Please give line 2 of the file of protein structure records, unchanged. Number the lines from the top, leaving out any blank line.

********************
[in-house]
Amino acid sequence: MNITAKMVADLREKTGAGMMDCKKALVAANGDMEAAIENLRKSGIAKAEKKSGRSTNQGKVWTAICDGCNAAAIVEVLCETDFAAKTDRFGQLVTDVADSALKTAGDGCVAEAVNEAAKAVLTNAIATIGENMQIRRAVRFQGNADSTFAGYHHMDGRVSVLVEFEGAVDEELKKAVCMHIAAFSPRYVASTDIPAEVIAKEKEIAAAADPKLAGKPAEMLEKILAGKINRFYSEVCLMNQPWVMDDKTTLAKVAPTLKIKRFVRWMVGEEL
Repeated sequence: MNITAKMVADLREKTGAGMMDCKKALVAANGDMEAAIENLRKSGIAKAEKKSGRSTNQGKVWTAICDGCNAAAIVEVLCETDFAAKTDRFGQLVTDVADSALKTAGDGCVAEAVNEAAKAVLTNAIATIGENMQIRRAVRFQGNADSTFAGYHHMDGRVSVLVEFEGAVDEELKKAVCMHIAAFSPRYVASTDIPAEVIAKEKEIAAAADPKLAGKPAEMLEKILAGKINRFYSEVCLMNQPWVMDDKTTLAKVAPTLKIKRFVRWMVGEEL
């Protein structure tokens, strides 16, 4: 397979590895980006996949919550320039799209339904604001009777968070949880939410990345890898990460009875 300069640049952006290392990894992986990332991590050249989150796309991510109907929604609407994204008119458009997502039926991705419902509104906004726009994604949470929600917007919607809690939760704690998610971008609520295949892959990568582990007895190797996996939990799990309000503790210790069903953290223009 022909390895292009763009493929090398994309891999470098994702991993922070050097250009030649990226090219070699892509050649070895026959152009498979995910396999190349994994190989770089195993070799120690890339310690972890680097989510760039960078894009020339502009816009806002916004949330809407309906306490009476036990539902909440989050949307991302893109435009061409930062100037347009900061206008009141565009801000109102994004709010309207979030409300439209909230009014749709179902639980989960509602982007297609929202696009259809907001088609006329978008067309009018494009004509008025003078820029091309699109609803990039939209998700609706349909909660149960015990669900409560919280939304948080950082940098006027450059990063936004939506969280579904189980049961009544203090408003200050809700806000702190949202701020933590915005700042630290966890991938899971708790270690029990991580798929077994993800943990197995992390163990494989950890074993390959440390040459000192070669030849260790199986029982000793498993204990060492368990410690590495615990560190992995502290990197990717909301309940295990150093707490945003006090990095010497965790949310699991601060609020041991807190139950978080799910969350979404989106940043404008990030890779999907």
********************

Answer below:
Amino acid sequence: MNITAKMVADLREKTGAGMMDCKKALVAANGDMEAAIENLRKSGIAKAEKKSGRSTNQGKVWTAICDGCNAAAIVEVLCETDFAAKTDRFGQLVTDVADSALKTAGDGCVAEAVNEAAKAVLTNAIATIGENMQIRRAVRFQGNADSTFAGYHHMDGRVSVLVEFEGAVDEELKKAVCMHIAAFSPRYVASTDIPAEVIAKEKEIAAAADPKLAGKPAEMLEKILAGKINRFYSEVCLMNQPWVMDDKTTLAKVAPTLKIKRFVRWMVGEEL